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Cell Transplant. 2000 May;9(3):307-317. doi: 10.1177/096368970000900302.

In Vivo Persistence of Donor Cells following Adoptive Transfer of Allogeneic Dendritic Cells in HIV-Infected Patients.

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Dendreon Corporation, Seattle, WA 98121.
Center for AIDS Research, Stanford University Medical Center, Stanford, CA 94305.
Stanford Medical School Blood Center, Stanford, CA 94034.


Peripheral blood samples from HIV-seropositive individuals enrolled in a pilot clinical trial investigating the use of allogeneic dendritic cell therapy were evaluated for mixed chimerism. In this study, dendritic cells from HLA-identical, HIV-seronegative siblings were used. Patients received an infusion of dendritic cells pulsed with HIV MN gp160 protein or with peptides from HLA-A2 restricted epitopes of env, gag, and pol proteins every month for 6-9 months. Of the five allogeneic dendritic cell recipients, two showed increases in HIV antigen-specific immune responses. Allele-specific polymorphisms were identified in three sib-pairs that allowed infused donor cells to be detected using sensitive PCR-based molecular methods. Analysis of blood samples from patients showed similar patterns of donor cell persistence after the first infusion, in that cells were detectable for at least 1 week. Also, differences were observed in the kinetics of cell survival between the first and subsequent infusion cycles in all three patients. This suggests variation in HIV-specific immune responses detected among these three patients was not due to differences in persistence of infused donor cells.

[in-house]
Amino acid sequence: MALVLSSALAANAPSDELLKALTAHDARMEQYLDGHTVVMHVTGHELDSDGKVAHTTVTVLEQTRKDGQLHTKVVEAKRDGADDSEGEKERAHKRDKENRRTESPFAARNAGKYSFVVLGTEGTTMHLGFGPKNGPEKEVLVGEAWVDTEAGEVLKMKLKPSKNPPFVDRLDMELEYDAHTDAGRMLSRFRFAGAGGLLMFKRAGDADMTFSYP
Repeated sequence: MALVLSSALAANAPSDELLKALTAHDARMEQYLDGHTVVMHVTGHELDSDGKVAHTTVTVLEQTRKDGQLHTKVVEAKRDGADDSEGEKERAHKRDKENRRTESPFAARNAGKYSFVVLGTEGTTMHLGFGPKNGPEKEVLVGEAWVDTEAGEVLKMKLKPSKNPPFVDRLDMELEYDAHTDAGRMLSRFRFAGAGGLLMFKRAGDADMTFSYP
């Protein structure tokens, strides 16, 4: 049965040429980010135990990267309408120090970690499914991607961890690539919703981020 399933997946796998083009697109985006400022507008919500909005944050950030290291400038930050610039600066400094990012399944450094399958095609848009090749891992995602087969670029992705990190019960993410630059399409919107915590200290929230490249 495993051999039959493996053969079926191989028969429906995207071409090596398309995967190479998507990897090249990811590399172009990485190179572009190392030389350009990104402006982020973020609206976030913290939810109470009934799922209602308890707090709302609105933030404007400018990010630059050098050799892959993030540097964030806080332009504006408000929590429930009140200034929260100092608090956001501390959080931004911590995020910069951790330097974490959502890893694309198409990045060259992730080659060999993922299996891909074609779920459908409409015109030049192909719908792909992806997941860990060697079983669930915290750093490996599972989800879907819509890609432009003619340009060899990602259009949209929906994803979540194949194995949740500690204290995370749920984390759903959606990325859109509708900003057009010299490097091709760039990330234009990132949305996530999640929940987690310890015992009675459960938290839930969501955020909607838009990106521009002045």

Allele-specific polymorphism; Cell survival; Dendritic cells; Mixed chimerism


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